by Rebecca Eliason, M.S.
The New Year seems to be an anxiety provoking time for many. After (hopefully) having some relaxing, enjoyable time with friends and family, a few days off from work and maybe even a party or two to closeout 2012, the New Year has the potential to begin on a hopeful and positive note. Strangers in the street greet one another wishing each other a happy new year and maybe even smile at you as small talk is made about the holidays. Sounds pretty good…
However, with all of the fun and excitement of the holidays and New Year, people often experience anxiety. While it may seem unlikely that this time of year brings on so much anxiety, it is the case for many. I have heard people dread the uncomfortable family reunions and gatherings of old “friends,” wondering how they’ll ever make small talk, not say something stupid and fear being judged by others. So many consider not attending social gatherings out of anxiety of what others may think. Maybe they won’t like your job or wonder why you didn’t bring a plus one to the event but so what?! Who cares what your former friend’s neighbor thinks of your job? Why should you let them make you feel uncomfortable? You think no one else at the party is uncomfortable?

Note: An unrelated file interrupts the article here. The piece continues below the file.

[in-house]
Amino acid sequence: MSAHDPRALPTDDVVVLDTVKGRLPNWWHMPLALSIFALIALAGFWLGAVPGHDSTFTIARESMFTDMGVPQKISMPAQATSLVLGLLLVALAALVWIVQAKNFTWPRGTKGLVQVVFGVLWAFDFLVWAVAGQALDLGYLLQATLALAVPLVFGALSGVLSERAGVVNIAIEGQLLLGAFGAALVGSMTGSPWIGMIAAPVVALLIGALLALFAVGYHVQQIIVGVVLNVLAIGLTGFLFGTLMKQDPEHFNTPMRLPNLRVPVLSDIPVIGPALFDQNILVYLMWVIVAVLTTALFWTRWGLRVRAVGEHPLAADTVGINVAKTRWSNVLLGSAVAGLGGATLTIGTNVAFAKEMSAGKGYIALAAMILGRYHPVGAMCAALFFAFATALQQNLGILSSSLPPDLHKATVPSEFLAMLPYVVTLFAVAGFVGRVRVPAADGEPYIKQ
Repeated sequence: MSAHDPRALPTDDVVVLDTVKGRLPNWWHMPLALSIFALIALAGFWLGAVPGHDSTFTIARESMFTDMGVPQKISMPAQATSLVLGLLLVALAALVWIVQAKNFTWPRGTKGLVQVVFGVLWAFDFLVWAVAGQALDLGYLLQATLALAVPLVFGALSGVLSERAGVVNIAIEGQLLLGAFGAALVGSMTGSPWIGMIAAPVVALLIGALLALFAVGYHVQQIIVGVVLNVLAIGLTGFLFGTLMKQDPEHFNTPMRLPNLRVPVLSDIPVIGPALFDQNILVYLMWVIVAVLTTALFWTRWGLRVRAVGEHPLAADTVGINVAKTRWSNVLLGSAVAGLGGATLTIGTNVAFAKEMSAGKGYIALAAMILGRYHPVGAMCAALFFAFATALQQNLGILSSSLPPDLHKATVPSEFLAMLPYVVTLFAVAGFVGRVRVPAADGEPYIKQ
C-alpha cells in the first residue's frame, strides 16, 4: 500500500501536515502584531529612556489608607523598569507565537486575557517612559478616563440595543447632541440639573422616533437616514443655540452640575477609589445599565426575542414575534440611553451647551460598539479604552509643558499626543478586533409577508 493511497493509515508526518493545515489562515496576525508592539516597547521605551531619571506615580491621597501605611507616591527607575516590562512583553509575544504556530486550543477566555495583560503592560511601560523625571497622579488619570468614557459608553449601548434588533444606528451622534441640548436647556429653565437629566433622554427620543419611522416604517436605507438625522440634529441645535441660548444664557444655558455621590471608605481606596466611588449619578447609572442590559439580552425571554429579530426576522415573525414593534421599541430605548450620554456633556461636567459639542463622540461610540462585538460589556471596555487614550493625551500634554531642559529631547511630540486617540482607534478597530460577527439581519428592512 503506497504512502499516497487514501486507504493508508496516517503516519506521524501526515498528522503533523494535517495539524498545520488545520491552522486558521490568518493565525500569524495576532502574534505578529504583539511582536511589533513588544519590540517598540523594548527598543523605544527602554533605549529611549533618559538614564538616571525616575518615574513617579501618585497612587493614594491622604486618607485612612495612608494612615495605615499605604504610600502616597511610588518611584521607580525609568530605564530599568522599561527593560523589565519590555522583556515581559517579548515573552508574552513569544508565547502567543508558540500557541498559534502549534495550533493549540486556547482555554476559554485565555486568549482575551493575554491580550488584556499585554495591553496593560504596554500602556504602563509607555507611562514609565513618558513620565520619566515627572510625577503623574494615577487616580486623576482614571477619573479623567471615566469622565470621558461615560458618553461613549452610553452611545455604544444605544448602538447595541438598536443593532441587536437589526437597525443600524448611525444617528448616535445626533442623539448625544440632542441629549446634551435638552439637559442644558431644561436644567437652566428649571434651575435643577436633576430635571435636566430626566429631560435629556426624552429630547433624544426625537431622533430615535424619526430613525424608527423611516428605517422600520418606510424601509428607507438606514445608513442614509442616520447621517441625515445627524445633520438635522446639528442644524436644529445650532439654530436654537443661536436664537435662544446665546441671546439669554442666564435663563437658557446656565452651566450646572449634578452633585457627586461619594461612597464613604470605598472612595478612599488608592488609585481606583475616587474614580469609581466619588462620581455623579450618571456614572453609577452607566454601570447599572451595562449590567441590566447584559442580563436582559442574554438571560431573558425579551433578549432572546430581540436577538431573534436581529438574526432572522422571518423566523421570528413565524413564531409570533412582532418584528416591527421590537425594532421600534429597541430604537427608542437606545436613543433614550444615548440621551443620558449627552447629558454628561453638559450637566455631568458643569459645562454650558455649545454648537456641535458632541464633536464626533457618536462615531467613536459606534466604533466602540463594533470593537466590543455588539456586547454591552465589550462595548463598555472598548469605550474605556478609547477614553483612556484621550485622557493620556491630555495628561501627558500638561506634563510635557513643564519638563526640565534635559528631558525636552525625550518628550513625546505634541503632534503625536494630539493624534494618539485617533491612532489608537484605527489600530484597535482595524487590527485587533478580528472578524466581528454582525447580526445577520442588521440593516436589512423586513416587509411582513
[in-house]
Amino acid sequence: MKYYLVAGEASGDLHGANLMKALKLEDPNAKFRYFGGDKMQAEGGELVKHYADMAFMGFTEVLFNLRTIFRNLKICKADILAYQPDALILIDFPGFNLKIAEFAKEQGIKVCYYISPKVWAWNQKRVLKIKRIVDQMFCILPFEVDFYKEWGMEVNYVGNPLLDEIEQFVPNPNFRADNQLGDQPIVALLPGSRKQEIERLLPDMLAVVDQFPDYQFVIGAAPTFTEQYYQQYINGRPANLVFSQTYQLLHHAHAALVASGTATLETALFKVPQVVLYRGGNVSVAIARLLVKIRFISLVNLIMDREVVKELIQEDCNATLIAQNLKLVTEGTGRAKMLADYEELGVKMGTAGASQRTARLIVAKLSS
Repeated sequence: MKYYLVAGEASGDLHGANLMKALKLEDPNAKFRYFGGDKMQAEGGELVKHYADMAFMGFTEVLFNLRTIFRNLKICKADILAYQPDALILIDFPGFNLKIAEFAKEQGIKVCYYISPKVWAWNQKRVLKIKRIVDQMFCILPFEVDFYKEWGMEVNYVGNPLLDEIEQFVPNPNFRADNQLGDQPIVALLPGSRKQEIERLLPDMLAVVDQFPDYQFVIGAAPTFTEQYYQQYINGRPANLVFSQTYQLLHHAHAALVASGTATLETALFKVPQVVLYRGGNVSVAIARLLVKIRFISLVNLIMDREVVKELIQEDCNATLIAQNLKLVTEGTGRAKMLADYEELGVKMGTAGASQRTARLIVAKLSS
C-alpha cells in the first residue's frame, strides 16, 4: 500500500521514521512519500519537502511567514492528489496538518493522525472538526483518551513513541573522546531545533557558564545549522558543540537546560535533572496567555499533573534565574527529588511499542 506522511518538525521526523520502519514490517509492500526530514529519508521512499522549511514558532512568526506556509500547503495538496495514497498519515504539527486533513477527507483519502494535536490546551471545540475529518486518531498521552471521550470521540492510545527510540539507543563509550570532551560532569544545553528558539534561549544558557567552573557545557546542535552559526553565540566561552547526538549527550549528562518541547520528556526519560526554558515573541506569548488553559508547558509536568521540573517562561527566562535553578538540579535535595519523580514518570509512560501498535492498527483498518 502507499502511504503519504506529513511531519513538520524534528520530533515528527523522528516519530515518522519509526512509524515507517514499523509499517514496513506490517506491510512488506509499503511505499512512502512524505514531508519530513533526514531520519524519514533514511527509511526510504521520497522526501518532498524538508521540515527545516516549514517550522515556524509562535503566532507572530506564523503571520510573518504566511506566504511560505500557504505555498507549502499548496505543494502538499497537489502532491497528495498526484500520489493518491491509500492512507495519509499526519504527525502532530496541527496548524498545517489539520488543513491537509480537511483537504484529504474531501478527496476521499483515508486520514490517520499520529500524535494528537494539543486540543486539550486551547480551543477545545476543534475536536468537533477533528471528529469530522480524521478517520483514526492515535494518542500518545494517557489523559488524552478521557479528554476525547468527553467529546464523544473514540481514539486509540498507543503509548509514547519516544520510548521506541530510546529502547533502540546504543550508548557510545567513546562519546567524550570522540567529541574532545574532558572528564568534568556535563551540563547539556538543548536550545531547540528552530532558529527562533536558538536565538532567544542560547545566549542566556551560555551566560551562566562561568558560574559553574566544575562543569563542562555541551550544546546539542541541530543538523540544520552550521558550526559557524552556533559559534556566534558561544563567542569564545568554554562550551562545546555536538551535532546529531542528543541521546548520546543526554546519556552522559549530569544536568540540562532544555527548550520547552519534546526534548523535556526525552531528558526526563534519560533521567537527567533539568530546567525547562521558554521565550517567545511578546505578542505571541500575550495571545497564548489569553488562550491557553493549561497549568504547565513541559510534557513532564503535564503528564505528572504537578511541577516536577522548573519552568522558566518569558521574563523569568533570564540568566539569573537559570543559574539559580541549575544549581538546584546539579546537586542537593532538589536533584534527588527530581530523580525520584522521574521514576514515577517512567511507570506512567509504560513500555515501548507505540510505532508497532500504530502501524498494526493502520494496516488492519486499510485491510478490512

Perhaps you’ve taken the time to reflect on 2012. Are you thinking about if you have achieved your goals or are you comparing yourself to friends? Did you achieve the goals you set yourself last year? How was your social life? Interested in meeting anyone new? How’s that gym membership you acquired last January doing? Maybe 2013 is the year to focus on you!
I’d like to suggest that if we spend the year focusing on ourselves and not comparing ourselves to others and worrying about what everyone thought of us, some of these anxieties could begin to dissipate in 2013.
Before I conclude, I am going to share some good tips for making New Year’s resolutions and how to stick to them:
1. Make it all about you and what you want to achieve to the exclusion of others
(ex: I want to run the NY Marathon in November as opposed to I want to run the marathon faster than Joe)
2. Don’t make it too hard- make a realistic goal you can achieve
(Ex: I am going to lose 2 pounds a month)
3. Make it measurable so you can clearly know when you have achieved your goal. Maybe consider using numbers to quantify your goal.
Ex: I will work out for 30 minutes 3 times a week
Ex: I will call my long lost aunt once a month
I wish you all a wonderful new year and I hope next year when you reflect on your goals you feel proud of your achievements.